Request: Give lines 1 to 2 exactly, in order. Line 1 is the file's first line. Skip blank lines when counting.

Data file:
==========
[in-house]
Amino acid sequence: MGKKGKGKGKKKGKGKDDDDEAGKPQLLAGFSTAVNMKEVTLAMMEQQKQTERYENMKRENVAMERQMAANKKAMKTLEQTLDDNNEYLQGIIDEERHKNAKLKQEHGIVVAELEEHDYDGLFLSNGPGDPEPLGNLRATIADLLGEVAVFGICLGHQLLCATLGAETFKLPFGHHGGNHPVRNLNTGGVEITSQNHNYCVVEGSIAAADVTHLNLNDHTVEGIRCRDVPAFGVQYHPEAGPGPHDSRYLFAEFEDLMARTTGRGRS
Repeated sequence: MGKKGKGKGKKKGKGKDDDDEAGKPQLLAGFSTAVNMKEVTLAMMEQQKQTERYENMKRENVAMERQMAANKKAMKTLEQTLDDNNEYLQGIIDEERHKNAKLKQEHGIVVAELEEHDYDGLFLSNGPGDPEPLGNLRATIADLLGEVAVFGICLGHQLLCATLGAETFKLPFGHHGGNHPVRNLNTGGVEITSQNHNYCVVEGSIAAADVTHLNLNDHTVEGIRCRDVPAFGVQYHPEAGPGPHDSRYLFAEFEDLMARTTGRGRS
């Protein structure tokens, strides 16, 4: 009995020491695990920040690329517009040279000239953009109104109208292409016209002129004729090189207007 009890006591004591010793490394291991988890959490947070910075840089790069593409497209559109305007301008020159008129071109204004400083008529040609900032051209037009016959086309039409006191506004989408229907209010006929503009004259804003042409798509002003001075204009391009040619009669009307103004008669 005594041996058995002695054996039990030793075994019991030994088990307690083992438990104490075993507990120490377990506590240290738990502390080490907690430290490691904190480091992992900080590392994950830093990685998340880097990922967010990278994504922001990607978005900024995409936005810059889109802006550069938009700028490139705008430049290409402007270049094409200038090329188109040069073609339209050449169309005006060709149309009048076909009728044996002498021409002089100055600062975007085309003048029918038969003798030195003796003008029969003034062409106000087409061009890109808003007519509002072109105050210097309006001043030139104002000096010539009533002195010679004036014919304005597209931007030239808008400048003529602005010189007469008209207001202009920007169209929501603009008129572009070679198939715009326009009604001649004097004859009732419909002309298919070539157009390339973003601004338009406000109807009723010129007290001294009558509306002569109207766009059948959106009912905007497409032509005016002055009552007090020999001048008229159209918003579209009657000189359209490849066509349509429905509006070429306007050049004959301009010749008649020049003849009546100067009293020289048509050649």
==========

[in-house]
Amino acid sequence: MGKKGKGKGKKKGKGKDDDDEAGKPQLLAGFSTAVNMKEVTLAMMEQQKQTERYENMKRENVAMERQMAANKKAMKTLEQTLDDNNEYLQGIIDEERHKNAKLKQEHGIVVAELEEHDYDGLFLSNGPGDPEPLGNLRATIADLLGEVAVFGICLGHQLLCATLGAETFKLPFGHHGGNHPVRNLNTGGVEITSQNHNYCVVEGSIAAADVTHLNLNDHTVEGIRCRDVPAFGVQYHPEAGPGPHDSRYLFAEFEDLMARTTGRGRS